When I say Irish soda bread, what do you think?
Probably most of you envision American-style Irish soda bread, a sweet, golden, cake-like bread studded with raisins and caraway seeds.
Others – especially if you're familiar with Irish baking – see a simple bread made with wholemeal (whole wheat) flour, baking soda, salt, and buttermilk. An everyday bread, whose place at the table mirrors America's white or wheat sandwich loaf: ubiquitous, ready to toast for breakfast, make a sandwich for lunch, or mop up gravy at dinner.
There are loaves in between those two extremes, as well – soda bread with added butter and sugar; or made partially with all-purpose flour, for lighter texture.
And, just as soda bread comes in multiple flavors, so does it appear in various shapes: rectangular loaf; large, flat round; smaller/taller round – even muffins.
Which is what we have here. In yet one more version: gluten-free, for all of you wanting to celebrate St. Patrick's Day with ALL of your friends and family members – including those avoiding wheat.
Here's where you start: with our gluten-free flour – the best gluten-free flour you'll ever buy.
"Oh, sure, you WOULD say that," you're thinking. But don't just take our word for it – our customers give it 5-star reviews. Here's a typical example:
"Hands down, the best gluten free flour mix I've tried. I got Christmas cookies for the first time in several years because I could replace this cup for cup for regular flour in my pre-celiac recipes and it worked! You know those peanut butter cookies with the chocolate kiss on top? I got to eat them!! Also used this in cornbread, gravy, and a shortbread crust. Worked perfectly every time and things didn't turn out heavy and dense. Sometimes GF flour can be really grainy; this one is not. Great all around all- purpose flour. I'll be restocking my pantry with this." – Amy, northern California
If you haven't yet tried our gluten-free flour, I highly recommend it. Especially since you need it for these Gluten-Free Irish Soda Bread Muffins.
What's the difference between currants (left) and raisins (right)?
Size. Both are dried grapes (despite currants' confusing name), but currants are about 1/4 the size of typical Thompson raisins.
Which means they disperse more fully through whatever you're baking – more sweet little nuggets of raisin flavor in every bite.
Currants are a bit more expensive than raisins, but for recipes like this – where currants/raisins play a starring role – I opt for currants.
These muffins go together very quickly, so preheat your oven to 400°F. Line a standard muffin pan with papers, and grease the papers; this will ensure whole (not crumbled) muffins.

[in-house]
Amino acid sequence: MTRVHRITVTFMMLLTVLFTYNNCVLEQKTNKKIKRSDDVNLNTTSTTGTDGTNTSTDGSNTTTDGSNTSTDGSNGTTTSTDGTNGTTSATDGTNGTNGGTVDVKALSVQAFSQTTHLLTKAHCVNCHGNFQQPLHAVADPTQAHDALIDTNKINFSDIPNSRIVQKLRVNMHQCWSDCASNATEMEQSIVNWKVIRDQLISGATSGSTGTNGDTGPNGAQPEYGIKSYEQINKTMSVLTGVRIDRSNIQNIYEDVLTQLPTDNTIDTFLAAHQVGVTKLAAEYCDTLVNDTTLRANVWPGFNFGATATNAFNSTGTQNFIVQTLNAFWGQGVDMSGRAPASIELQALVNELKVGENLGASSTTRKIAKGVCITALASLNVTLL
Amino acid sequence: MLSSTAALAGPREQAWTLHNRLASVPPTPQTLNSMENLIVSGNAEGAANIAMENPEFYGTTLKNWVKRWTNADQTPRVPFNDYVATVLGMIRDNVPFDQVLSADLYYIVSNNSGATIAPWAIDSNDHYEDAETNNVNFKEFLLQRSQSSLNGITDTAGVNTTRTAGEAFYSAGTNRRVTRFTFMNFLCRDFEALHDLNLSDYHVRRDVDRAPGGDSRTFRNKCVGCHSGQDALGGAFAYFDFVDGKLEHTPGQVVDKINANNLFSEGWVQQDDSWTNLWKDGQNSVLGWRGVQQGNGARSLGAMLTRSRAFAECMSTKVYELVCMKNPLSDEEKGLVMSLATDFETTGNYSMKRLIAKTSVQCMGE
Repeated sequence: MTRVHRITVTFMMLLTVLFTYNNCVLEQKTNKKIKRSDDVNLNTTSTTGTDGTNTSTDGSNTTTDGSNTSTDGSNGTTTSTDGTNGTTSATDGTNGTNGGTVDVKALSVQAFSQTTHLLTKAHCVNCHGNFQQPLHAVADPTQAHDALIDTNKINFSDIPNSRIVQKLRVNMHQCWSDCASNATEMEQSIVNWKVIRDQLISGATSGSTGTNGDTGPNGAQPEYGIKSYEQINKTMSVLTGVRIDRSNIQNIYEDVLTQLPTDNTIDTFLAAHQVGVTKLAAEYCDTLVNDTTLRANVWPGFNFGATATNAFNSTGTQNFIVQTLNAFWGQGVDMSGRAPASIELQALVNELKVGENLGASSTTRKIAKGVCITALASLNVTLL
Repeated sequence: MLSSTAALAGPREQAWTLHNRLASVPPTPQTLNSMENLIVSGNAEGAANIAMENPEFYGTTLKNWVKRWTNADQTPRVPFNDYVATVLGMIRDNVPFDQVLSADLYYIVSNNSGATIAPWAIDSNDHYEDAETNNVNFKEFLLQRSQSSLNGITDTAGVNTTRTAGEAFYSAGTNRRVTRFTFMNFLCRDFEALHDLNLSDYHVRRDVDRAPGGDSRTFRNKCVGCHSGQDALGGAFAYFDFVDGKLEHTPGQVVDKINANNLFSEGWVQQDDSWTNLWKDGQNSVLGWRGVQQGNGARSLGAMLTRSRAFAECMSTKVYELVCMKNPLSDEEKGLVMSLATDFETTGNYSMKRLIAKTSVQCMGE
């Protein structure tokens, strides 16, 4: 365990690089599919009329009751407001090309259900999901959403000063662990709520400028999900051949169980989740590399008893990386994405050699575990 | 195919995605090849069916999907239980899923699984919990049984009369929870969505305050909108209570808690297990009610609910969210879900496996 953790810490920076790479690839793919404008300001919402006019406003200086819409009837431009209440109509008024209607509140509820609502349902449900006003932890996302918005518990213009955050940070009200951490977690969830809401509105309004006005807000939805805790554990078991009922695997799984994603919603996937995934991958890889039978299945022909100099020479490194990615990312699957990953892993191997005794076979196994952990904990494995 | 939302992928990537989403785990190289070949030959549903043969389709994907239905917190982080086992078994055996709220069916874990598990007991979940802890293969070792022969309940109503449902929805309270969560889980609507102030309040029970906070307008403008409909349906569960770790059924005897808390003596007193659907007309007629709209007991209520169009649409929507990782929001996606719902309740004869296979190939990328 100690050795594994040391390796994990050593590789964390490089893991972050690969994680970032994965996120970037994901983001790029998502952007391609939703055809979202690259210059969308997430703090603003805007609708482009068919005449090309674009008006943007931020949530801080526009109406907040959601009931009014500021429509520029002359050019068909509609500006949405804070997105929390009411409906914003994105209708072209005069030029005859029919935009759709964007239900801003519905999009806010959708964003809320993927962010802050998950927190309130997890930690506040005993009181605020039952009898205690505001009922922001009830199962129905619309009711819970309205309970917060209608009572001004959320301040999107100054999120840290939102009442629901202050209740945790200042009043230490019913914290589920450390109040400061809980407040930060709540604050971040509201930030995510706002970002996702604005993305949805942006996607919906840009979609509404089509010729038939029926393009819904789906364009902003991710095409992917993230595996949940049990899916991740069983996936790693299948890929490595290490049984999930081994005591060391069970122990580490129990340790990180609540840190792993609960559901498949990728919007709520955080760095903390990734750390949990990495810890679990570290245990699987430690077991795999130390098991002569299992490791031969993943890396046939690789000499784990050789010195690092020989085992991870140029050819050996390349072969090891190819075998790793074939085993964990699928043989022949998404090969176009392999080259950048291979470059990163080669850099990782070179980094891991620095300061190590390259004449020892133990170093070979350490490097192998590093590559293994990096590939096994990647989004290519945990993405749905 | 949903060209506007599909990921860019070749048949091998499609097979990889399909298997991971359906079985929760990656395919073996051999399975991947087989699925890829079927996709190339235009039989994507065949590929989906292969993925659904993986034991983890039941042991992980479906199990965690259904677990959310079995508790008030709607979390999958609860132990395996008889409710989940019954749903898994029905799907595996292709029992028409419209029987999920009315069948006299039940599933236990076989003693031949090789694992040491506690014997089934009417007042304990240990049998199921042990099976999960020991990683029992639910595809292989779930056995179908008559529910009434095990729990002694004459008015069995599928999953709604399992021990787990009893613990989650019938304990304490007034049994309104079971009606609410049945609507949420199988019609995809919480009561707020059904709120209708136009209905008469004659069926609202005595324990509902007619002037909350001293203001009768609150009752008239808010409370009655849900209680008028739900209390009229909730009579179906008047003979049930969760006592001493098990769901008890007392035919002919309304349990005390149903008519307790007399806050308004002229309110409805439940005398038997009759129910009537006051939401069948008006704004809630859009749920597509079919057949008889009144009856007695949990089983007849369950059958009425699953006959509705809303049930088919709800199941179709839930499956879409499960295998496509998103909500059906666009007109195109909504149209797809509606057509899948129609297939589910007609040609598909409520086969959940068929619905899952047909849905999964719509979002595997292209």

In a medium-sized mixing bowl, whisk together the following:
2 1/4 cups King Arthur Gluten-Free Flour
2 teaspoons baking powder
1/4 teaspoon baking soda
1/2 teaspoon salt
1/3 cup granulated sugar
1 1/2 cups currants (first choice) or raisins
1 1/2 to 2 teaspoons caraway seeds, to taste
In a separate bowl, whisk together the following:
2 large eggs
1 cup yogurt or sour cream*
6 tablespoons melted butter or 1/3 cup vegetable oil
*For best results, use full-fat yogurt or sour cream. Nonfat will yield an unpleasantly tough muffin; lower-fat will make an acceptable though less-tender muffin. Also, please note: if you choose Greek-style rather than standard yogurt, stir in 2 tablespoons milk before using.
Stir together the dry and wet ingredients. As soon as everything is evenly moistened, stop stirring; this batter doesn't need beating.
Spoon the batter into the prepared pan; a muffin scoop works well here. The stiff batter will be mounded in the cups.
Top the muffins with sparkling white sugar, if desired.
Those of you keeping a close eye on things might notice I'm using two different muffin pans here. How come? As usual, when developing a new recipe, I was doing a test. Some gluten-free recipes benefit by resting for 15 minutes or so before baking, so I divided the batter in half, and baked the two batches 15 minutes apart. The result? No difference. So no need to let the muffins rest before baking.
Bake the muffins for 18 to 20 minutes, until a cake tester inserted into the center of a muffin comes out clean. Remove them from the oven, and as soon as you can handle them, transfer them to a rack to cool.
Serve with butter and jam.
Or not; these full-flavored muffins are just fine without any enhancement.
Which makes them ideal for bringing to work and sharing on St. Patrick's Day, right?
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